Trading protocols

Buy/sell side

Buy side and sell side are terms used to describe different entities in the financial markets. Buy side firms generally refer to financial institutions, such as mutual funds, pension funds, and hedge funds, that purchase securities for their own portfolios. Sell side firms generally refer to investment banks, brokerages, and other financial institutions that facilitate the buying and selling of securities for their clients. Buy side firms typically have more capital to invest than sell side firms, and may have fewer restrictions on their trading activities. Sell side firms generally have more expertise in analyzing and trading securities, but may be limited in the amount of capital they can deploy.

Which side are these?

Challenger banks

Challenger banks and investment banks are both types of financial institutions that provide services related to banking and finance.

The main difference between challenger banks and investment banks is their primary focus. Challenger banks focus on providing retail banking services to individual customers, while investment banks provide services such as corporate finance, capital raising, and financial advisory services to institutional clients.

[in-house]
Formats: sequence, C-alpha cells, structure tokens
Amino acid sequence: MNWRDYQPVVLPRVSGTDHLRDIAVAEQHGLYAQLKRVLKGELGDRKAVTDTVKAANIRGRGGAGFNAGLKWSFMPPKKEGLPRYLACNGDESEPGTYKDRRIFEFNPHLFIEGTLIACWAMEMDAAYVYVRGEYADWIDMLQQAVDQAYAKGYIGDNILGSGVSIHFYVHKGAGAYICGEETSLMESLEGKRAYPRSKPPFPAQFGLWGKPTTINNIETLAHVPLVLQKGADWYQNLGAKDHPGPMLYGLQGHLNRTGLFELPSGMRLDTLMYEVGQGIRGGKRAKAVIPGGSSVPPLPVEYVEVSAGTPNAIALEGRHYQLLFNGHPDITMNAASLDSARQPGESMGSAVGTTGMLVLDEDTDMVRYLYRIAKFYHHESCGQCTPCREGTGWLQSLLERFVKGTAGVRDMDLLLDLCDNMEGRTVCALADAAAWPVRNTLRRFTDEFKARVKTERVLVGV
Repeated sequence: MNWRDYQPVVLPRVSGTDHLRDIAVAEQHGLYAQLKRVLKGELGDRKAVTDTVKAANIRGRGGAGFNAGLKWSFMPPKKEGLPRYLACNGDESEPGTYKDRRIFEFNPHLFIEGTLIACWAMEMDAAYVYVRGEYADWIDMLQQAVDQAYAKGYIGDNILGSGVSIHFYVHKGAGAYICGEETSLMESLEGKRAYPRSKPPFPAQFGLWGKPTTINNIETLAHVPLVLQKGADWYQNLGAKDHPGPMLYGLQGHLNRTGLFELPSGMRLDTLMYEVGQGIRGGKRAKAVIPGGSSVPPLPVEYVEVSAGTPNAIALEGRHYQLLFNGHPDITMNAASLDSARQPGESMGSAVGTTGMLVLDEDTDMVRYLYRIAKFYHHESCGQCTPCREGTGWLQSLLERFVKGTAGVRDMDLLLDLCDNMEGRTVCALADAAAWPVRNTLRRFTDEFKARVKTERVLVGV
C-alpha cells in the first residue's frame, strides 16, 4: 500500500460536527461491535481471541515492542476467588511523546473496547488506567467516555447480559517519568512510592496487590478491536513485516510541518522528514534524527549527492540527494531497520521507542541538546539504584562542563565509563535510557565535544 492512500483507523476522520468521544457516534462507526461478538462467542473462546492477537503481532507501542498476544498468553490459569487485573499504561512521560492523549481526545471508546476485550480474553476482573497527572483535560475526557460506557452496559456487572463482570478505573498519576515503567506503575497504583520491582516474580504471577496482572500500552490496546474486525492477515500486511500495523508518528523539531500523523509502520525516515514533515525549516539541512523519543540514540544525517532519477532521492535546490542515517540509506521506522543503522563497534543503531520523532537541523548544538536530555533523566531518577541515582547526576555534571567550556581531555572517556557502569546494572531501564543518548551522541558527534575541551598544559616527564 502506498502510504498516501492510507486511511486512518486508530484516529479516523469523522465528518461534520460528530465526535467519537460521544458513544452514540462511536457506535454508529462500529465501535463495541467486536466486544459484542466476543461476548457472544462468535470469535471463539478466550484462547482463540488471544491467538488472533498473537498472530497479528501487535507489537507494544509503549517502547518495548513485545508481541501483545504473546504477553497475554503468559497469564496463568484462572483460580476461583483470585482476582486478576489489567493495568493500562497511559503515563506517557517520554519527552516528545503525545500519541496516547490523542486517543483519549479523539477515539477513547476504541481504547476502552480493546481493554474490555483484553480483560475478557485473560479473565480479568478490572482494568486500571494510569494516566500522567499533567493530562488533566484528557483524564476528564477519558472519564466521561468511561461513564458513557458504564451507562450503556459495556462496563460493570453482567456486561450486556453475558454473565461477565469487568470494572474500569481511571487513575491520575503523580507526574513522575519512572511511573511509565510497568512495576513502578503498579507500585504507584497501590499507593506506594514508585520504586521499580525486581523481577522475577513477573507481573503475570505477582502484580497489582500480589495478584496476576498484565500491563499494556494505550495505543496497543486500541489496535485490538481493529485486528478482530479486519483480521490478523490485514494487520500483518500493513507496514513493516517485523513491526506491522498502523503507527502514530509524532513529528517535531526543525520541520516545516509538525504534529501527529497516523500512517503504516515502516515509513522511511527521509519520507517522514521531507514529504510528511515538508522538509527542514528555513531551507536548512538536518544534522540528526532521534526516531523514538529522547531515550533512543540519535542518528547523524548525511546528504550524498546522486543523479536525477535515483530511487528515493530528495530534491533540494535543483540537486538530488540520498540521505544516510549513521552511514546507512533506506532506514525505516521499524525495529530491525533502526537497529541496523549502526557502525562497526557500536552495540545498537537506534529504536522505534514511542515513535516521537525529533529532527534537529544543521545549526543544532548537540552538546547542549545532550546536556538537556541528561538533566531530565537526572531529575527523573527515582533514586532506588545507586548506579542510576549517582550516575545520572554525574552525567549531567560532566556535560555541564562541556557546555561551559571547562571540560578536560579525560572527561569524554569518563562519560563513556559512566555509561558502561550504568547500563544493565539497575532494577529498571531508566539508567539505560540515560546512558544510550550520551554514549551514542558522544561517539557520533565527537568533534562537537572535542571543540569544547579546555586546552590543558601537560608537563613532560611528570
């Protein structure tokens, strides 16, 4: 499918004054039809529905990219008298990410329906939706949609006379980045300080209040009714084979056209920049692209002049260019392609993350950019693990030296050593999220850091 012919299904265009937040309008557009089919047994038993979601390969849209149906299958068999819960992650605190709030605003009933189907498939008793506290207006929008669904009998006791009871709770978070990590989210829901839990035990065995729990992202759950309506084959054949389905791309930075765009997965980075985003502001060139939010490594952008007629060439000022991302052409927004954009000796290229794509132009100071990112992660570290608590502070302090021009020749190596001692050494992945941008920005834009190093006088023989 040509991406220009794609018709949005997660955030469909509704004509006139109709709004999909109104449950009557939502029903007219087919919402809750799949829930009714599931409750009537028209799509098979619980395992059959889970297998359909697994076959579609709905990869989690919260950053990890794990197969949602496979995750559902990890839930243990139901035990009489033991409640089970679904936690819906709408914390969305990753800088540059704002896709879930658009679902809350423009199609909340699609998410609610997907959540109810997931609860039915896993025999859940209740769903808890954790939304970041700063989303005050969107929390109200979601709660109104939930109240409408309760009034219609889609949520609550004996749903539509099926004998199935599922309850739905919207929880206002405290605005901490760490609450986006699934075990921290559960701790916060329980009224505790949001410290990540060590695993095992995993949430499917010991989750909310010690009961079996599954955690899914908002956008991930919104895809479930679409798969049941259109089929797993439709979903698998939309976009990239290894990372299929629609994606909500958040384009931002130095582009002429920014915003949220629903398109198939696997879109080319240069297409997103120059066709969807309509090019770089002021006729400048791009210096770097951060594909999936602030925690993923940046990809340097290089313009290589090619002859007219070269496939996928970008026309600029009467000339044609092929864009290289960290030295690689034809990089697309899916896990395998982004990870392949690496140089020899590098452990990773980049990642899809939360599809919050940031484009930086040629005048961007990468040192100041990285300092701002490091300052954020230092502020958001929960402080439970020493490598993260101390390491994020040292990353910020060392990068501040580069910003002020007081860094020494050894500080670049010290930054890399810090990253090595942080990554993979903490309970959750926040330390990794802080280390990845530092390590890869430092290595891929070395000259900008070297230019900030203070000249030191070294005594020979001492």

Challenger banks offer services such as current accounts, savings accounts, mortgages and credit cards. They also offer customers digital banking services, such as online banking platforms and mobile apps. Investment banks, on the other hand, provide services such as underwriting, mergers and acquisitions, market making and securities trading.

Challenger banks offer customers more convenient and cost-effective banking services, while investment banks offer their clients a wide range of specialized financial services and access to capital markets.

Trading platforms

  1. Bloomberg Terminal
  2. eSignal
  3. MetaTrader 4
  4. NinjaTrader
  5. TradeStation
  6. Thinkorswim
  7. CQG Trader
  8. Sterling Trader Pro
  9. Trade Navigator
  10. X_TRADER